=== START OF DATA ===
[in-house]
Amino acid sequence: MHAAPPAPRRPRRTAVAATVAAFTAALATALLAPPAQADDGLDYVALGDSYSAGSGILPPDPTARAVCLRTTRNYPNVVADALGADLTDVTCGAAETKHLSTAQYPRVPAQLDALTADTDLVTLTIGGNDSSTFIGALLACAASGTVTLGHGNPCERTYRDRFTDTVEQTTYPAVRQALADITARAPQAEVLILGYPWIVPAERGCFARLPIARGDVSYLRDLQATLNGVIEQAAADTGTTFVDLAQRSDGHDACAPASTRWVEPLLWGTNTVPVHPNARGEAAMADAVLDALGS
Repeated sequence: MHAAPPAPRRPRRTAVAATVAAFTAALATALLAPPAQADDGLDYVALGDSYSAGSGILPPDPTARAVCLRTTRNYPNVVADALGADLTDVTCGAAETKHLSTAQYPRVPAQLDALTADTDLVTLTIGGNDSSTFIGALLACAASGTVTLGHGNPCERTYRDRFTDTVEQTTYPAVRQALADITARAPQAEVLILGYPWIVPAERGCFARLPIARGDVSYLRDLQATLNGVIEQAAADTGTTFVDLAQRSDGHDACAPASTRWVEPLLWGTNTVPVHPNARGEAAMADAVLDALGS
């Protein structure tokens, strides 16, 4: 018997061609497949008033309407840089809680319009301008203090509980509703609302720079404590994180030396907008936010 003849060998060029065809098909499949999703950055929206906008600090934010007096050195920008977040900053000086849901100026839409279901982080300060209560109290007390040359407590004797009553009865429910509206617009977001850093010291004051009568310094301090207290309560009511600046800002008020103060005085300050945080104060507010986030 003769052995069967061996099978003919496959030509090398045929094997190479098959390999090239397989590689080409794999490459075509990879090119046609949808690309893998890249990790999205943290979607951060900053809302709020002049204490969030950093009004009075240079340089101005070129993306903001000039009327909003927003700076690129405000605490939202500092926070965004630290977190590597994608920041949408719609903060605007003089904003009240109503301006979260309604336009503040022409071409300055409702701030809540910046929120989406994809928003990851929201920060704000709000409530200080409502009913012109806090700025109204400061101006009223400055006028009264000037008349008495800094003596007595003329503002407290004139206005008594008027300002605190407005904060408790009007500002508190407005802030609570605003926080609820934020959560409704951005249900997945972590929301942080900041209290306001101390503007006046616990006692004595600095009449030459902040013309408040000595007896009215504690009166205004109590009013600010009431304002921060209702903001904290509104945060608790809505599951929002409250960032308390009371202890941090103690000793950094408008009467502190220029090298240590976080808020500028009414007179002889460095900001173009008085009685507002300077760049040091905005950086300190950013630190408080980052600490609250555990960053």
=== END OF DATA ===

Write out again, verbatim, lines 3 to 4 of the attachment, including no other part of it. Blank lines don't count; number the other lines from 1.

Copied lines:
Repeated sequence: MHAAPPAPRRPRRTAVAATVAAFTAALATALLAPPAQADDGLDYVALGDSYSAGSGILPPDPTARAVCLRTTRNYPNVVADALGADLTDVTCGAAETKHLSTAQYPRVPAQLDALTADTDLVTLTIGGNDSSTFIGALLACAASGTVTLGHGNPCERTYRDRFTDTVEQTTYPAVRQALADITARAPQAEVLILGYPWIVPAERGCFARLPIARGDVSYLRDLQATLNGVIEQAAADTGTTFVDLAQRSDGHDACAPASTRWVEPLLWGTNTVPVHPNARGEAAMADAVLDALGS
């Protein structure tokens, strides 16, 4: 018997061609497949008033309407840089809680319009301008203090509980509703609302720079404590994180030396907008936010 003849060998060029065809098909499949999703950055929206906008600090934010007096050195920008977040900053000086849901100026839409279901982080300060209560109290007390040359407590004797009553009865429910509206617009977001850093010291004051009568310094301090207290309560009511600046800002008020103060005085300050945080104060507010986030 003769052995069967061996099978003919496959030509090398045929094997190479098959390999090239397989590689080409794999490459075509990879090119046609949808690309893998890249990790999205943290979607951060900053809302709020002049204490969030950093009004009075240079340089101005070129993306903001000039009327909003927003700076690129405000605490939202500092926070965004630290977190590597994608920041949408719609903060605007003089904003009240109503301006979260309604336009503040022409071409300055409702701030809540910046929120989406994809928003990851929201920060704000709000409530200080409502009913012109806090700025109204400061101006009223400055006028009264000037008349008495800094003596007595003329503002407290004139206005008594008027300002605190407005904060408790009007500002508190407005802030609570605003926080609820934020959560409704951005249900997945972590929301942080900041209290306001101390503007006046616990006692004595600095009449030459902040013309408040000595007896009215504690009166205004109590009013600010009431304002921060209702903001904290509104945060608790809505599951929002409250960032308390009371202890941090103690000793950094408008009467502190220029090298240590976080808020500028009414007179002889460095900001173009008085009685507002300077760049040091905005950086300190950013630190408080980052600490609250555990960053």